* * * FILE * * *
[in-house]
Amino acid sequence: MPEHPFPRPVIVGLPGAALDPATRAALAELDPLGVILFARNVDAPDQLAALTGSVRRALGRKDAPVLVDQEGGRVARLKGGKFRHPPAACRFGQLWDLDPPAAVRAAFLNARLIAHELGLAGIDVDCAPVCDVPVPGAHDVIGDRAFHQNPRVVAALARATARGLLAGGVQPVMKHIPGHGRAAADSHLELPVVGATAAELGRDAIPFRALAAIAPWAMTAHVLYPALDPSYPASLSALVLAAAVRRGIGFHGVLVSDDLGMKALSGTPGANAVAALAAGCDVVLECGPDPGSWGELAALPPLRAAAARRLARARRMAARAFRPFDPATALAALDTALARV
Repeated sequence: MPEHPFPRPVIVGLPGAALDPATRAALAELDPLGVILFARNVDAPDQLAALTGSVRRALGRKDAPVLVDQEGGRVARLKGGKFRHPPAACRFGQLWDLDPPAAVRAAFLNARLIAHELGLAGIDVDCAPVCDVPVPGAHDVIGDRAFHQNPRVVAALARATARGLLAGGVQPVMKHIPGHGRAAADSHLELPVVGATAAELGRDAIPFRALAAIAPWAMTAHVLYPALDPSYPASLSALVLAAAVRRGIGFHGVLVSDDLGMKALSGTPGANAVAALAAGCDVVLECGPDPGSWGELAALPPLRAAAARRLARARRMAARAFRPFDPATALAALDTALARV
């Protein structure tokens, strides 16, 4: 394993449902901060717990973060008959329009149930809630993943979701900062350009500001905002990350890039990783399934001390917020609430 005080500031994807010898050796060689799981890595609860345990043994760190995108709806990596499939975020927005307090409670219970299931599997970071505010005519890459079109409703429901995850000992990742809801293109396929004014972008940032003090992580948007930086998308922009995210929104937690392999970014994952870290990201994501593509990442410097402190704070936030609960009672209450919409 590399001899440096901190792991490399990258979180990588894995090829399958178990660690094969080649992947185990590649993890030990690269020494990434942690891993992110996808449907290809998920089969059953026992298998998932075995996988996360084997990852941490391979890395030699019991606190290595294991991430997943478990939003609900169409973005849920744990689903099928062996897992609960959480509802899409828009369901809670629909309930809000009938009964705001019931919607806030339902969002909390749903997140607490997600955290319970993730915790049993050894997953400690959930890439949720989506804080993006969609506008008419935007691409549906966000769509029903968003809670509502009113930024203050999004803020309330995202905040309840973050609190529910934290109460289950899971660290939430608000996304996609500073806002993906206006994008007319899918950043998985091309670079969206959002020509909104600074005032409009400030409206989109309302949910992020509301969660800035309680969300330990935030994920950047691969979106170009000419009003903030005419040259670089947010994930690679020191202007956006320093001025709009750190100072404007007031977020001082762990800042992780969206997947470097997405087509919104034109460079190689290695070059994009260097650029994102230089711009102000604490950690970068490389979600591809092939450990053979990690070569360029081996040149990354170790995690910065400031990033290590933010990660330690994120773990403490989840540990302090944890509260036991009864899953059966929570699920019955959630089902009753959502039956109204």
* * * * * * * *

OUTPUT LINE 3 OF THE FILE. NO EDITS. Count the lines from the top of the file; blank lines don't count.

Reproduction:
Repeated sequence: MPEHPFPRPVIVGLPGAALDPATRAALAELDPLGVILFARNVDAPDQLAALTGSVRRALGRKDAPVLVDQEGGRVARLKGGKFRHPPAACRFGQLWDLDPPAAVRAAFLNARLIAHELGLAGIDVDCAPVCDVPVPGAHDVIGDRAFHQNPRVVAALARATARGLLAGGVQPVMKHIPGHGRAAADSHLELPVVGATAAELGRDAIPFRALAAIAPWAMTAHVLYPALDPSYPASLSALVLAAAVRRGIGFHGVLVSDDLGMKALSGTPGANAVAALAAGCDVVLECGPDPGSWGELAALPPLRAAAARRLARARRMAARAFRPFDPATALAALDTALARV